Honduras: Cardinal and the Constitution

Honduras: Cardinal and the Constitution

It's a good 30 minutes by car from here to the Catholic retreat center where I traveled to meet Honduran Cardinal Óscar Rodríguez Maradiaga last week. The brick compound sits just off a dirt road on a hillside in a forest of tall pines. When I arrived the sun was going down, and in the stillness of the early evening the world seemed serene.

Yet for the cardinal, life lately has been anything but peaceful. Ever since then-president Manuel Zelaya began preparing to overthrow the constitution earlier this year so that he could remain in power past his term limit, Honduras has been in turmoil. And the Catholic Church has found itself necessarily involved.

The hard left has argued that the decision to depose Mr. Zelaya was driven by elite antipathy toward his activism on behalf of the poor. But the cardinal, who is an outspoken advocate for the downtrodden and a longtime critic of Central American income disparities, does not share that view. He has supported the removal of Mr. Zelaya. I wanted to hear more about that.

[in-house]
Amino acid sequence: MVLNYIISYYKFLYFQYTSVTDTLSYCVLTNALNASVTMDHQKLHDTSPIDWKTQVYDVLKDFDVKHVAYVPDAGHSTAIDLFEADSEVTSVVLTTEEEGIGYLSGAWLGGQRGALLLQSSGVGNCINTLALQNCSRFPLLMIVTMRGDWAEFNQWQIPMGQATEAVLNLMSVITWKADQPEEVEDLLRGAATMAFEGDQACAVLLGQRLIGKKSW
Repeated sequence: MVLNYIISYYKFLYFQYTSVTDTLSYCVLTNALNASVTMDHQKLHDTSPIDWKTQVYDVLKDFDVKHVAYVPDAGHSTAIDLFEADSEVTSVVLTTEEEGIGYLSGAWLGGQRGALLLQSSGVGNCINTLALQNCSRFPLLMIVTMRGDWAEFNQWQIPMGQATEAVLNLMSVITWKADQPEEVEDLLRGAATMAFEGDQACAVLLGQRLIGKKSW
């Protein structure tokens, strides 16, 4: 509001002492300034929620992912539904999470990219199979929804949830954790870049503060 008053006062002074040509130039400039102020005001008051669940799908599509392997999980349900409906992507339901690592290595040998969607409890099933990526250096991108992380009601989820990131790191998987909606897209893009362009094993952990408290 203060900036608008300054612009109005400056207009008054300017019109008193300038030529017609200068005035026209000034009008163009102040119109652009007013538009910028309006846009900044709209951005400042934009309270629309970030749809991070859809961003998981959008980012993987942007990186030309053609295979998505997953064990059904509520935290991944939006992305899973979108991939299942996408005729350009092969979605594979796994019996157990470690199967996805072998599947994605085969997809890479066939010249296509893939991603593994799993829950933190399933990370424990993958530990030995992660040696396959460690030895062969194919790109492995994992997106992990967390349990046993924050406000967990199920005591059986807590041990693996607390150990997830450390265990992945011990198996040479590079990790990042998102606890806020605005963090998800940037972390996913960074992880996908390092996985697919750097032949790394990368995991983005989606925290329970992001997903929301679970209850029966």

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Honduras's Cardinal Óscar Rodríguez Maradiaga opposes Manuel Zelaya's return to power.

"It has been so painful," Cardinal Rodríguez tells me, emphasizing the last word. The pain, he says, has been generated by those who have attacked the church leadership as "golpistas," that is, backers of a military coup. In this part of the world, after so many years of military dictatorship, there is hardly a greater insult.

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